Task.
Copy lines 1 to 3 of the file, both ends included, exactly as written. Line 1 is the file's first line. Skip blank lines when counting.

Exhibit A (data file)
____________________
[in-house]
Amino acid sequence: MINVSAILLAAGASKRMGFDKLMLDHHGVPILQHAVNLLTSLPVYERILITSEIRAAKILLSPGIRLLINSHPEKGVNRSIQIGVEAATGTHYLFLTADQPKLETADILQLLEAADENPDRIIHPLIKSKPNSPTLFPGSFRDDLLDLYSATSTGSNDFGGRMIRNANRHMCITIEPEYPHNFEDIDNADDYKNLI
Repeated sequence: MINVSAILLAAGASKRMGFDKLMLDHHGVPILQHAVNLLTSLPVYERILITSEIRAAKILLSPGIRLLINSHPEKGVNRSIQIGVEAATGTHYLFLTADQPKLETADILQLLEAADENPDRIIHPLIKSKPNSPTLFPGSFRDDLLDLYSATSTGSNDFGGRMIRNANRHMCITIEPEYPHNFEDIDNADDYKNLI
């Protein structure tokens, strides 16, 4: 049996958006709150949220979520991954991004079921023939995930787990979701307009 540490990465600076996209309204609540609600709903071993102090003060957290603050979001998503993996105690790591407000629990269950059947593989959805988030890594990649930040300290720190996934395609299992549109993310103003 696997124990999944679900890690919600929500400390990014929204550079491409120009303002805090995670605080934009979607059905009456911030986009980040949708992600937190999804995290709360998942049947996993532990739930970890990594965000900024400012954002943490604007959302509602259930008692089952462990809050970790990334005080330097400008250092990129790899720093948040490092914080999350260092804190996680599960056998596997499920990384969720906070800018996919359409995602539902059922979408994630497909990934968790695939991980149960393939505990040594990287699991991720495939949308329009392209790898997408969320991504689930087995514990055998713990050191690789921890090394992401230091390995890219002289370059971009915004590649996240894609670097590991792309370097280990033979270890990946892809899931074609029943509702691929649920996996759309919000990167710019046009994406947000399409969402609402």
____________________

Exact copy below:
[in-house]
Amino acid sequence: MINVSAILLAAGASKRMGFDKLMLDHHGVPILQHAVNLLTSLPVYERILITSEIRAAKILLSPGIRLLINSHPEKGVNRSIQIGVEAATGTHYLFLTADQPKLETADILQLLEAADENPDRIIHPLIKSKPNSPTLFPGSFRDDLLDLYSATSTGSNDFGGRMIRNANRHMCITIEPEYPHNFEDIDNADDYKNLI
Repeated sequence: MINVSAILLAAGASKRMGFDKLMLDHHGVPILQHAVNLLTSLPVYERILITSEIRAAKILLSPGIRLLINSHPEKGVNRSIQIGVEAATGTHYLFLTADQPKLETADILQLLEAADENPDRIIHPLIKSKPNSPTLFPGSFRDDLLDLYSATSTGSNDFGGRMIRNANRHMCITIEPEYPHNFEDIDNADDYKNLI